AWS IoT
Developer Guide

Jobs

AWS IoT jobs can be used to define a set of remote operations that are sent to and executed on one or more devices connected to AWS IoT.

Jobs Key Concepts

job

A job is a remote operation that is sent to and executed on one or more devices connected to AWS IoT. For example, you can define a job that instructs a set of devices to download and install application or firmware updates, reboot, rotate certificates, or perform remote troubleshooting operations.

job document

To create a job, you must first create a job document that is a description of the remote operations to be performed by the devices.

Job documents are UTF-8 encoded JSON documents and should contain any information your devices need to perform a job. A job document will most likely contain one or more URLs where the device can download an update or some other data. The job document itself can be stored in an Amazon S3 bucket, or be included inline with the command that creates the job.

target

When you create a job, you specify a list of targets that are the devices that should perform the operations. The targets can be things or thing groups or both. AWS IoT Jobs sends a message to each target to inform it that a job is available.

job execution

A job execution is an instance of a job on a target device. The target starts an execution of a job by downloading the job document. It then performs the operations the document specifies, and reports its progress to AWS IoT. An execution number is a unique identifier of a specific job execution on a specific target. The Jobs service provides commands to track the progress of a job execution on a specific target and the progress of a job generally across all the targets of the job.

snapshot job

By default, a job is sent to all targets that you specify when you create the job. After those targets complete the job (or report that they are unable to do so), the job is complete.

continuous job

A continuous job is sent to all targets that you specify when you create the job, but continues to run and will be sent to any new devices (things) that are added to the target group. For example, a continuous job can be used to onboard or upgrade devices as they are added to a group. You can make a job continuous by setting an optional parameter when you create the job.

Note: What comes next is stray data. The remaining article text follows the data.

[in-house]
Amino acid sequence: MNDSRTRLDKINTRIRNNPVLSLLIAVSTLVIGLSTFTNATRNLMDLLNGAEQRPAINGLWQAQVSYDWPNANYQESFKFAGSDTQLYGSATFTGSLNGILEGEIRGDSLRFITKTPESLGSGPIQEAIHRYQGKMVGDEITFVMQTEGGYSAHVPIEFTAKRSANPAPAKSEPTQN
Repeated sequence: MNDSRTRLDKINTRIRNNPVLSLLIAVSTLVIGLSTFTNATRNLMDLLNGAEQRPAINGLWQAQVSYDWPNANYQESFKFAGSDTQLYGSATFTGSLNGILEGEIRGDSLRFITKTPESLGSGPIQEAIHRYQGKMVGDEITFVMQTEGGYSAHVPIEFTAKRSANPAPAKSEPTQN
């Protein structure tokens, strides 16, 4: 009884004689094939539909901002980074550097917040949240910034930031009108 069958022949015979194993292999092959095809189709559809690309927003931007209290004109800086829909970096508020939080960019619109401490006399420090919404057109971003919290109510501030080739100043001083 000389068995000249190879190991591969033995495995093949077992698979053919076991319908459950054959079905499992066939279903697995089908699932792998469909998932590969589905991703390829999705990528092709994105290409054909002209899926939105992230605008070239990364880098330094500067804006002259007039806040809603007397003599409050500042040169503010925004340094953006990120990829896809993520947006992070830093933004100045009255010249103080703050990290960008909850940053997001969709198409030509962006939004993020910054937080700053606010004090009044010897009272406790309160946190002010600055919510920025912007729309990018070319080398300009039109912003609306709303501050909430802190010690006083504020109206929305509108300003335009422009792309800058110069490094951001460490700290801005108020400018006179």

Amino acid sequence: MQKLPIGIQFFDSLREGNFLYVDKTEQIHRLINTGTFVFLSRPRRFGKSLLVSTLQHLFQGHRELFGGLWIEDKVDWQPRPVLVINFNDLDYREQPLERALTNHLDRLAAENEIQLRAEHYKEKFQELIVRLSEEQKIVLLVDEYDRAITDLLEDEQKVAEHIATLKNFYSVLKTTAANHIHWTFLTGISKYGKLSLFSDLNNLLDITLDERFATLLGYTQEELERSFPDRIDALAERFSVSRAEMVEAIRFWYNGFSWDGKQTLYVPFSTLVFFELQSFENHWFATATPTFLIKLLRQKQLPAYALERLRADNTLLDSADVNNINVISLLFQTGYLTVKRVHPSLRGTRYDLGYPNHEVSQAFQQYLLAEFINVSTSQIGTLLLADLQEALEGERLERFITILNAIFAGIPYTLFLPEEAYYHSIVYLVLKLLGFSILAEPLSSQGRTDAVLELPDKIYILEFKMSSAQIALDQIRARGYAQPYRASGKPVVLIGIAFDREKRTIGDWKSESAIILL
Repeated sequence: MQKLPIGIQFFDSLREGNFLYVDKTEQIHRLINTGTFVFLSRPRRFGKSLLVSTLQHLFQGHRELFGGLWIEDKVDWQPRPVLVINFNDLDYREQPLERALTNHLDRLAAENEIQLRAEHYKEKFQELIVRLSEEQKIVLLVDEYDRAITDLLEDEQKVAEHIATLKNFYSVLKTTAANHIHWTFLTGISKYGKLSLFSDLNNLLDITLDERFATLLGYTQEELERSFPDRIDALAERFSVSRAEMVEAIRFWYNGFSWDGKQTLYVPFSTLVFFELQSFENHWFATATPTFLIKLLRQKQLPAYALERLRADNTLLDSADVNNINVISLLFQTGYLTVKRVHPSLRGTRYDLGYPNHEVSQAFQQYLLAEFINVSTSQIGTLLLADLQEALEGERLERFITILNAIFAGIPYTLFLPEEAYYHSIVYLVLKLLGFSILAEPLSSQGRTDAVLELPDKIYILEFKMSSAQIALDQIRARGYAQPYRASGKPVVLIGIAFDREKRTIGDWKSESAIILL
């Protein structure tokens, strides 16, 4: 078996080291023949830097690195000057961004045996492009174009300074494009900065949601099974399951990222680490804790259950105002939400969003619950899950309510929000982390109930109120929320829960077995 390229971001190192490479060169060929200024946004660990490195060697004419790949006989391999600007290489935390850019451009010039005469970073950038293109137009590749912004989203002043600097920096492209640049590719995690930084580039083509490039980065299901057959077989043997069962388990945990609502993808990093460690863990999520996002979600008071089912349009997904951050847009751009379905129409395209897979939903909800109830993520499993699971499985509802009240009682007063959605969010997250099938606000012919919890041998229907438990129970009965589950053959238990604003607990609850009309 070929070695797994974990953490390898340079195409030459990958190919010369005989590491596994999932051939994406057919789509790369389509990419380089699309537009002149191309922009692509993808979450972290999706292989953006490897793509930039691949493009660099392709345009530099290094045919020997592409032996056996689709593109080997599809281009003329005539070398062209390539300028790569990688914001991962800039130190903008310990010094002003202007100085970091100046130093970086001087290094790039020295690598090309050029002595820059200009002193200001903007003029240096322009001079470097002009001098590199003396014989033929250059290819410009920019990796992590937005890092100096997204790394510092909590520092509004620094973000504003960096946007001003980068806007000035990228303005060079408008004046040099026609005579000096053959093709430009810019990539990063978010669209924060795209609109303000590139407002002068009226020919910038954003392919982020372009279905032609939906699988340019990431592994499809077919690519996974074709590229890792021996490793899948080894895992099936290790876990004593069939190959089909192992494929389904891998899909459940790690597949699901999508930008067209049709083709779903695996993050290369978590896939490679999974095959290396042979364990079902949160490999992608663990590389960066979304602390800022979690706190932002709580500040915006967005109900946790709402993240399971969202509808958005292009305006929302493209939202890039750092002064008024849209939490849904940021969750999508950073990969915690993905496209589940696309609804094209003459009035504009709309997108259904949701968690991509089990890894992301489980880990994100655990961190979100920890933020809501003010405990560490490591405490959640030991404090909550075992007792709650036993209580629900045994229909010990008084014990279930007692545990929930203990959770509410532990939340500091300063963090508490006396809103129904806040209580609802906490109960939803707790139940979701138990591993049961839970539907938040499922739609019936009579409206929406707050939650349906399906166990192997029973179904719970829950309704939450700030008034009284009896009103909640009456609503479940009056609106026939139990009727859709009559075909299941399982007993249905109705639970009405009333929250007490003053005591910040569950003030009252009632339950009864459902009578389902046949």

rollouts

When you create a job you can specify how quickly targets are notified of a pending job execution. This allows you to create a staged rollout to better manage updates, reboots, and other operations.

The following field can be added to the CreateJob request to specify the maximum number of targets that will be informed of the job per minute:

"jobExecutionRolloutConfig": { "maximumPerMinute": "integer" }
presigned URLs

To allow a device secure, time-limited access to data beyond that included in the job document itself, you can use presigned Amazon S3 URLs. You can place your data in an Amazon S3 bucket and add a placeholder link to the data in the job document. When the Jobs service receives a request for the job document, it parses the job document looking for placeholder links and it replaces them with presigned Amazon S3 URLs.

The placeholder link is of the following form:

${aws:iot:s3-presigned-url:https://s3.amazonaws.com/bucket/key}

where bucket is your bucket name and key is the object in the bucket to which you are linking.

timeouts

Job timeouts enable you to be notified whenever a job execution gets stuck in the IN_PROGRESS state for an unexpectedly long period of time. There are two types of timers: in progress timers and step timers.

When you create a job, you can set a value for the inProgressTimeoutInMinutes property of the optional TimeoutConfig object. The in progress timer can't be updated and will apply to all job executions for the job. Whenever a job execution remains in the IN_PROGRESS status for longer than this interval, the job execution will fail and switch to the terminal TIMED_OUT status. AWS IoT will also publish an MQTT notification.

You can also set a step timer for a specific job execution by setting a value for stepTimeoutInMinutes when you call UpdateJobExecution. The step timer applies only to the job execution that you update, and you can set a new value for this timer each time you update a job execution. You can also create a step timer when you call StartNextPendingJobExecution. If the job execution remains in the IN_PROGRESS status for longer than the step timer interval, it will fail and switch to the terminal TIMED_OUT status. The step timer has no effect on the in progress timer that you set when you create a job.

The following diagram and description illustrate the ways in which in progress timeouts and step timeouts interact with each other.

Job Creation: CreateJob sets an in progress timer that expires in twenty minutes. This timer applies to all job executions and can't be updated.

12:00 PM: The job execution starts and switches to IN_PROGRESS status. The in progress timer starts to run.

12:05 PM: UpdateJobExecution creates a step timer with a value of 7 minutes. If a new step timer isn't created, the job execution will time out at 12:12 PM.

12:10 PM: UpdateJobExecution creates a new step timer with a value of 5 minutes. The previous step timer is discarded. If a new step timer isn't created, the job execution will time out at 12:15 PM.

12:13 PM: UpdateJobExecution creates a new step timer with a value of 9 minutes. The job execution times out at 12:20 because the in progress timer expires at 12:20. The step timer can't exceed the absolute bound created by the in progress timer.

UpdateJobExecution can also discard a step timer that has already been created by creating a new step timer with a value of -1.

On this page: